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Home > News & Events > MAARSianChronicles > Issue 13: August 2005 > On the Wild Side: World Parrot Trust Biologists Assist World's Rarest Macaw

On the Wild Side

The future of wild Blue-throated Macaws may lie in the hands of dedicated young Bolivian conservationists, such as Jairo Moreno, show here holding a 10-week-old chick. This chick successfully fledged two weeks later under his watchful eye.

The future of wild Blue-throated Macaws may lie in the hands of dedicated young Bolivian conservationists, such as Jairo Moreno, show here holding a 10-week-old chick. This chick successfully fledged two weeks later under his watchful eye.

(Photo by Jamie Gilardi)

World Parrot Trust Biologists Assist World's Rarest Macaw

by Joanna Eckles, Administrator, World Parrot Trust USA

World Parrot Trust biologist Toa Kyle and his Bolivian crew are preparing to return to the field for what they hope will be a promising breeding season for the Blue-throated Macaw. This stunning species now has the distinction of being the world's rarest wild macaw with an estimated 60–100 birds remaining in the wild. When the team finally got permission to actively monitor and assist the wild birds last breeding season only two nests remained active, with one chick each. All the other nests being watched from afar had failed to fledge chicks. With permission from the Bolivian government the field crew was able to install flashing on the tree trunks to protect from climbing predators, check for signs of health, and assist the chicks in any way possible to maximize their chances for survival. Those two chicks did end up fledging and were the only two chicks we know of to be added to the wild population last year. Hopefully good things are in store this season with more help in the field and permission to monitor and assist from day 1.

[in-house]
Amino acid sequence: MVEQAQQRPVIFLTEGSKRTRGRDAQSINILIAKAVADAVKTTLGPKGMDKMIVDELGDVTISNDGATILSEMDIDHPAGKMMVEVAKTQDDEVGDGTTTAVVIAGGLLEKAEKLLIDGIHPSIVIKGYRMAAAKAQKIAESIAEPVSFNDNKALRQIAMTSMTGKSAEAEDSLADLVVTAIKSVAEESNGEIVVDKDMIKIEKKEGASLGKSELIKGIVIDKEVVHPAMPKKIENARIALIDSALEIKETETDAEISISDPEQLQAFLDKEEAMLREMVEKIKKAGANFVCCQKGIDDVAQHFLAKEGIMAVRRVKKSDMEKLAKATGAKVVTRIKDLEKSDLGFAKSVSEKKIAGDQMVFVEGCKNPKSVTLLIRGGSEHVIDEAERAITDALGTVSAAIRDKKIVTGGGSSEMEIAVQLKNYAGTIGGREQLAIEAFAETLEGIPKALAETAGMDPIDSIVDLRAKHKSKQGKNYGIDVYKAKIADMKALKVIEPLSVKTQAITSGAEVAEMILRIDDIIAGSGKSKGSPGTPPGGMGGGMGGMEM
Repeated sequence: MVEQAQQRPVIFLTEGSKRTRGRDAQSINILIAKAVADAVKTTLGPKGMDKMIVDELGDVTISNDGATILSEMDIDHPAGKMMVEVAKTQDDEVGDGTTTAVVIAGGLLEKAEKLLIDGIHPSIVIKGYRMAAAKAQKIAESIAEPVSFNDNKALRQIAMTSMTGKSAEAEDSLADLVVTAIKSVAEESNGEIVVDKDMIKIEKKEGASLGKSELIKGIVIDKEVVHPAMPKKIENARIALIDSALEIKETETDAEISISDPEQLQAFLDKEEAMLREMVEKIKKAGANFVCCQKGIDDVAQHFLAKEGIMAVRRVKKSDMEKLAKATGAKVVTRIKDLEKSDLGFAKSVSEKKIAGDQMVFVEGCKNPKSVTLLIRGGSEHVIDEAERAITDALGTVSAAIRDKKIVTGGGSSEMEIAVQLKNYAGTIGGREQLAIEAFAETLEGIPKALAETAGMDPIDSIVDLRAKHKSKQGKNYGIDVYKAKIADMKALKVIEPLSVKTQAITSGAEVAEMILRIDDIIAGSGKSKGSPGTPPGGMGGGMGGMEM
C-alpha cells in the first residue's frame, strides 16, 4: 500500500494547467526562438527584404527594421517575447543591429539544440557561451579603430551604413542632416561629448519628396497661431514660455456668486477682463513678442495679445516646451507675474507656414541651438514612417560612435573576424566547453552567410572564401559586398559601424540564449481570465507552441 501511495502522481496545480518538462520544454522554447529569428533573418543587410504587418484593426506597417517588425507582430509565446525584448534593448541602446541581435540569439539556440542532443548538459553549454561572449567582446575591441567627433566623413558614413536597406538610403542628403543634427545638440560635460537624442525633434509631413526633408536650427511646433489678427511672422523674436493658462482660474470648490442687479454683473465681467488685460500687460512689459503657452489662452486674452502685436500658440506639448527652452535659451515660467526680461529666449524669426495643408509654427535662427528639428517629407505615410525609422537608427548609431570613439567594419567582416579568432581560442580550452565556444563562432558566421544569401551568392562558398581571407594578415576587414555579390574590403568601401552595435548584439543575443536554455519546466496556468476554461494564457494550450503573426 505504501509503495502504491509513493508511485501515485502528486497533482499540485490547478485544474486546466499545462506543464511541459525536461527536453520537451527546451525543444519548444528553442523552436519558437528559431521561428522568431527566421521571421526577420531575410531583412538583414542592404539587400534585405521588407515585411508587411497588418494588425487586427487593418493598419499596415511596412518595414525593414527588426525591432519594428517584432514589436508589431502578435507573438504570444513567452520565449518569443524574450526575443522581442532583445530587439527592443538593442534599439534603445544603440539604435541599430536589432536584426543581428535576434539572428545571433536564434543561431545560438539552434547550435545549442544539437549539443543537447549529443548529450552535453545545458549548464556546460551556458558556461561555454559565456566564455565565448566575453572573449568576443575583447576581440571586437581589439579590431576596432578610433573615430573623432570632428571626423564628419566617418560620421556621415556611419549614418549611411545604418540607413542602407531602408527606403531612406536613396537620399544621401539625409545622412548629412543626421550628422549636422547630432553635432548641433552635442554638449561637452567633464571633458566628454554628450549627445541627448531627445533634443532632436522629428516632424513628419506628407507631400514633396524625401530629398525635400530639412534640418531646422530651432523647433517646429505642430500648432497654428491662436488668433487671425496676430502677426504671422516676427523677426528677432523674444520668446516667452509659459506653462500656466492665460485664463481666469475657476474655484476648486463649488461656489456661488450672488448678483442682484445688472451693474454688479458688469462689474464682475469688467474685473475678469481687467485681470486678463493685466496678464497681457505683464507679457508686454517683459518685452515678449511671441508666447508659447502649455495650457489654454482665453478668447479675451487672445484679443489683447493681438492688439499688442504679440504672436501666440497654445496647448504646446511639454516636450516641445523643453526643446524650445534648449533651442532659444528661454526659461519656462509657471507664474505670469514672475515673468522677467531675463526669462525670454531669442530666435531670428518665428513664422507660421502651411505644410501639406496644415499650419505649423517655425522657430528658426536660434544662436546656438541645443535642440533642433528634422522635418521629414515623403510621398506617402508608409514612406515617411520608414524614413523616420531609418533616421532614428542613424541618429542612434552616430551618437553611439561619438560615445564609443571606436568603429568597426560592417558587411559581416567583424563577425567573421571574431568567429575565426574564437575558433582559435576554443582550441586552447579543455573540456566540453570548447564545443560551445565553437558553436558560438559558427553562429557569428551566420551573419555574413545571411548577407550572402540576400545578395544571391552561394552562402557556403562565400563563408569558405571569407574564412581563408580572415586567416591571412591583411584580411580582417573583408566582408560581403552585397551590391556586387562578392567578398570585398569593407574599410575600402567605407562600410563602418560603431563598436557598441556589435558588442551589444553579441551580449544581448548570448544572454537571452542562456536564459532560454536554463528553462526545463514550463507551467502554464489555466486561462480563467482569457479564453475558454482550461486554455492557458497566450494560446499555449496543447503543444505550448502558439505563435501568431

Biologist Toa Kyle weighs a 'bluebeard' chick for the last time prior to fledging. Repeated measures of body weight are essential for monitoring healthy development.

Biologist Toa Kyle weighs a 'bluebeard' chick for the last time prior to fledging. Repeated measures of body weight are essential for monitoring healthy development.

(Photo by Jamie Gilardi)

This article and photos appear in their entirety in Toa Kyle's article in PsittaScene, Volume 17.1, February 2005.

The World Parrot Trust is an international non-profit organization dedicated to the survival of parrots in the wild and the welfare of captive birds everywhere. Membership includes their quarterly magazine, PsittaScene, which includes updates on this project and many others. For more information visit www.worldparrottrust.org.

 

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